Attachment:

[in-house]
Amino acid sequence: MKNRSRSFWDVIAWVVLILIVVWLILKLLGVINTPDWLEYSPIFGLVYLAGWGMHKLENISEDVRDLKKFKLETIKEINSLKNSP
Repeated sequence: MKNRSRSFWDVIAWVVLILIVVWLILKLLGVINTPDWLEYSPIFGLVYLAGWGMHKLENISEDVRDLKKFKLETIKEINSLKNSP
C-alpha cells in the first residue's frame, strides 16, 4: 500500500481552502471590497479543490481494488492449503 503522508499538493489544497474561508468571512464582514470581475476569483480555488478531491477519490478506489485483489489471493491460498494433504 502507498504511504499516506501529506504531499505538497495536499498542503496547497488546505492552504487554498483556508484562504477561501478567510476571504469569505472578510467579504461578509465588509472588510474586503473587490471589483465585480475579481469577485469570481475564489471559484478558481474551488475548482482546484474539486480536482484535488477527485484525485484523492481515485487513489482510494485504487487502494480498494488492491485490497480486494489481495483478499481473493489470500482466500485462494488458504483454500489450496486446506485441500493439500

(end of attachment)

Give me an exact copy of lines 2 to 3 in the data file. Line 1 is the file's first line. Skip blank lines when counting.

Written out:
Amino acid sequence: MKNRSRSFWDVIAWVVLILIVVWLILKLLGVINTPDWLEYSPIFGLVYLAGWGMHKLENISEDVRDLKKFKLETIKEINSLKNSP
Repeated sequence: MKNRSRSFWDVIAWVVLILIVVWLILKLLGVINTPDWLEYSPIFGLVYLAGWGMHKLENISEDVRDLKKFKLETIKEINSLKNSP